The Obama administration argued in Congress for continued funding for the Palestinian Authority.
The Hamas-Fatah reconciliation may portend yet another Congress vs. White House showdown in the battle in Washington over Middle East policy. The Obama administration has expressed its unhappiness with the compromise reportedly negotiated this week in Cairo, but it is not counting out the prospect of supporting a reconstituted Palestinian Authority in which Hamas plays some role.
The Ford Foundation is denying that it is ending its Israel funding over criticism leveled at the foundation and some of the groups it helps to fund. The Forward reported Thursday that the philanthropic foundation, which has contributed $40 million to civil society groups since 2003, will wind down its giving in two years.
A bill that would have pulled some United States funding from the United Nations failed to pass the U.S. House of Representatives. The measure, sponsored by Rep. Ileana Ros-Lehtinen (R-Fla.), the chairwoman of the House Foreign Affairs Committee, would have pulled $179 million from the approximately $3 billion that the United States pays in U.N. dues.
South Carolina's superintendent of education has recommended cutting Holocaust education funding to help make up a significant budget deficit. The $31,000 to the South Carolina Council on the Holocaust for Holocaust education programming is part of $71 million in cuts proposed by Superintendent Mick Zais.
The entire Jewish community should applaud the recently announced plan by The Jewish Federations of North America, the Jewish Council for Public Affairs and several major Jewish federations to invest millions of dollars over the next few years to fight the delegitimization and demonization of Israel. These groups understand that if academic and cultural boycotts are legitimate when aimed at Jews in the West Bank today, they will soon become legitimate when aimed at Jews in Tel Aviv tomorrow; and, you can be sure that after that, the boycotters will set their sites on Jews in New York, Los Angeles, Peoria … and everywhere else that Jews live.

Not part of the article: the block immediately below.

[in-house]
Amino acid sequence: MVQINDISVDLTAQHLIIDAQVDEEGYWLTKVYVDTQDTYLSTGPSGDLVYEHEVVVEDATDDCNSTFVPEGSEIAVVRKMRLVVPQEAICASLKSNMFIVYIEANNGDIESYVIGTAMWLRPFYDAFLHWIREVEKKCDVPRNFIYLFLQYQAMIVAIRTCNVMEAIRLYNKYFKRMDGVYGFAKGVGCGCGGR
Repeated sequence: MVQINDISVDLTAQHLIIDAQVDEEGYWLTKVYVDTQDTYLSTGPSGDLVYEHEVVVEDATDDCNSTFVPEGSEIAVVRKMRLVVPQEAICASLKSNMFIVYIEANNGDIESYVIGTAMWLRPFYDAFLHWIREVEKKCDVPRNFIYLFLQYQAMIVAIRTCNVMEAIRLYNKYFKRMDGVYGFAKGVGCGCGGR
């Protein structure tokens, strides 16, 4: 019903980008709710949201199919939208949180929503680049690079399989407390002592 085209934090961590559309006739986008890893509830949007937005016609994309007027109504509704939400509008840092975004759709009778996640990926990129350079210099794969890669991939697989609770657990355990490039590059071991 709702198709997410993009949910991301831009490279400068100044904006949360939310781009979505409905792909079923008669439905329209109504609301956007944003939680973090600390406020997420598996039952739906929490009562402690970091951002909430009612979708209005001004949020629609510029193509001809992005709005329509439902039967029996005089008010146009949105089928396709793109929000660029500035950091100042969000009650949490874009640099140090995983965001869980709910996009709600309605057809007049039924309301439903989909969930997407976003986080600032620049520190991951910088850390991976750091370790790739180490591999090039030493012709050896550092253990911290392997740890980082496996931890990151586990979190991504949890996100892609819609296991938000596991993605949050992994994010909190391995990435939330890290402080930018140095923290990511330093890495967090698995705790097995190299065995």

Congress passed a procedural resolution that sustains government funding until March. The "continuing resolution" passed Tuesday includes the $2.75 billion in annual defense assistance for Israel. It passed 79-16 in the Senate and 193-165 in the U.S. House of Representatives. It maintains government funding at 2010 levels. Failure to pass it would have meant that the government would run out of money by midnight.
George Soros has been a top funder in recent years of liberal political advocacy groups, and Jews have still been voting for Democrats at a 75 to 80 percent clip. J Street, meanwhile, has built relations with lawmakers, lined up support from liberal rabbis and communal leaders, and found itself on the White House invite list, even while issuing controversial criticisms of Israel and establishment Jewish groups on several occasions.
J Street has acknowledged substantial donations from billionaire George Soros, reversing years of claims by the group that it had nothing to do with the liberal financier, and apologized for making misleading statements about his role.
"I wish I had 10 percent of the success with the Israeli government as I have with private donors," sighed Moshe Kaveh, the president of Bar-Ilan University.
Up to now, the New JCC at Milken has avoided closure and selling off its property, the fate of many former Los Angeles JCCs, because of its unique history.
About 95 percent of people diagnosed with pancreatic cancer will die within five years, the highest mortality rate of any cancer.
Beyond the tangible victories, those involved in this work say it has transformed their synagogues into communities where the people know and care about each other. In making the world a little better, they are making their congregations more warm, friendly and caring.
One of the primary reasons many groups give for the limited availability of premarital counseling programming is the lack of available funding.
The new Democratic majority in Congress, backed by some conservative Republicans, is considering reforms that would curtail lawmakers' ability to anonymously insert funding for local projects into spending bills.
Updates. Pluralistic Rabbinical Court Seeks New Funding. InterfaithFamily.com Celebrates 200th Issue. OU Offers $20,000 Award for Best Unaffiliated Outreach.
Gila Garaway says that the vision for her organization, Moriah Africa, came to her as she was lying in a hospital bed in Nigeria in 2001.